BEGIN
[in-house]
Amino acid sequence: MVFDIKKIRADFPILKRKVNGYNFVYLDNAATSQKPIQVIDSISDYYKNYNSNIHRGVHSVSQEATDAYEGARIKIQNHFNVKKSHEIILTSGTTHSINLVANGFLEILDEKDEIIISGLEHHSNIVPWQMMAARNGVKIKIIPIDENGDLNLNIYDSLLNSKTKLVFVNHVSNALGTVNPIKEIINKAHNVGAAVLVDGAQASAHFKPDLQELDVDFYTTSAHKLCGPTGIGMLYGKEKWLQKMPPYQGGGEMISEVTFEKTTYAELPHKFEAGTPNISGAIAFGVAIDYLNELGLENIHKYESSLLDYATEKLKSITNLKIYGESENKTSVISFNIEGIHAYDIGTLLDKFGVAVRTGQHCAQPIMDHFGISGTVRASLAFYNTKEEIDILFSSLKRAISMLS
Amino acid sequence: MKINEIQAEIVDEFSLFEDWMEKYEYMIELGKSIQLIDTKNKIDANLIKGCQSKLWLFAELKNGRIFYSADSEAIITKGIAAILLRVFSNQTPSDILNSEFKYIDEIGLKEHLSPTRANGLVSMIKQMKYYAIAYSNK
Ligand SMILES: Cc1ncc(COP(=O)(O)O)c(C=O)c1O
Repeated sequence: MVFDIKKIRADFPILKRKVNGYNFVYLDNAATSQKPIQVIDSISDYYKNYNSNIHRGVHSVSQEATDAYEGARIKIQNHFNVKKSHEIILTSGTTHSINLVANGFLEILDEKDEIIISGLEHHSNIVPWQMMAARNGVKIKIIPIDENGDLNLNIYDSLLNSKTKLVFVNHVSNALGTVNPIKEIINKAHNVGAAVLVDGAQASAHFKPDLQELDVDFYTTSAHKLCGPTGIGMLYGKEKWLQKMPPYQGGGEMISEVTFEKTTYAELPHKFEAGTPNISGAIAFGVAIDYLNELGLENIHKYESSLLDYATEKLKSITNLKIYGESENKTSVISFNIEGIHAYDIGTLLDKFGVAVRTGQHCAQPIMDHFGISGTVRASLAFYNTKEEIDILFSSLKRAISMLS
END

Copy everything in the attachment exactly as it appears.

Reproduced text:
[in-house]
Amino acid sequence: MVFDIKKIRADFPILKRKVNGYNFVYLDNAATSQKPIQVIDSISDYYKNYNSNIHRGVHSVSQEATDAYEGARIKIQNHFNVKKSHEIILTSGTTHSINLVANGFLEILDEKDEIIISGLEHHSNIVPWQMMAARNGVKIKIIPIDENGDLNLNIYDSLLNSKTKLVFVNHVSNALGTVNPIKEIINKAHNVGAAVLVDGAQASAHFKPDLQELDVDFYTTSAHKLCGPTGIGMLYGKEKWLQKMPPYQGGGEMISEVTFEKTTYAELPHKFEAGTPNISGAIAFGVAIDYLNELGLENIHKYESSLLDYATEKLKSITNLKIYGESENKTSVISFNIEGIHAYDIGTLLDKFGVAVRTGQHCAQPIMDHFGISGTVRASLAFYNTKEEIDILFSSLKRAISMLS
Amino acid sequence: MKINEIQAEIVDEFSLFEDWMEKYEYMIELGKSIQLIDTKNKIDANLIKGCQSKLWLFAELKNGRIFYSADSEAIITKGIAAILLRVFSNQTPSDILNSEFKYIDEIGLKEHLSPTRANGLVSMIKQMKYYAIAYSNK
Ligand SMILES: Cc1ncc(COP(=O)(O)O)c(C=O)c1O
Repeated sequence: MVFDIKKIRADFPILKRKVNGYNFVYLDNAATSQKPIQVIDSISDYYKNYNSNIHRGVHSVSQEATDAYEGARIKIQNHFNVKKSHEIILTSGTTHSINLVANGFLEILDEKDEIIISGLEHHSNIVPWQMMAARNGVKIKIIPIDENGDLNLNIYDSLLNSKTKLVFVNHVSNALGTVNPIKEIINKAHNVGAAVLVDGAQASAHFKPDLQELDVDFYTTSAHKLCGPTGIGMLYGKEKWLQKMPPYQGGGEMISEVTFEKTTYAELPHKFEAGTPNISGAIAFGVAIDYLNELGLENIHKYESSLLDYATEKLKSITNLKIYGESENKTSVISFNIEGIHAYDIGTLLDKFGVAVRTGQHCAQPIMDHFGISGTVRASLAFYNTKEEIDILFSSLKRAISMLS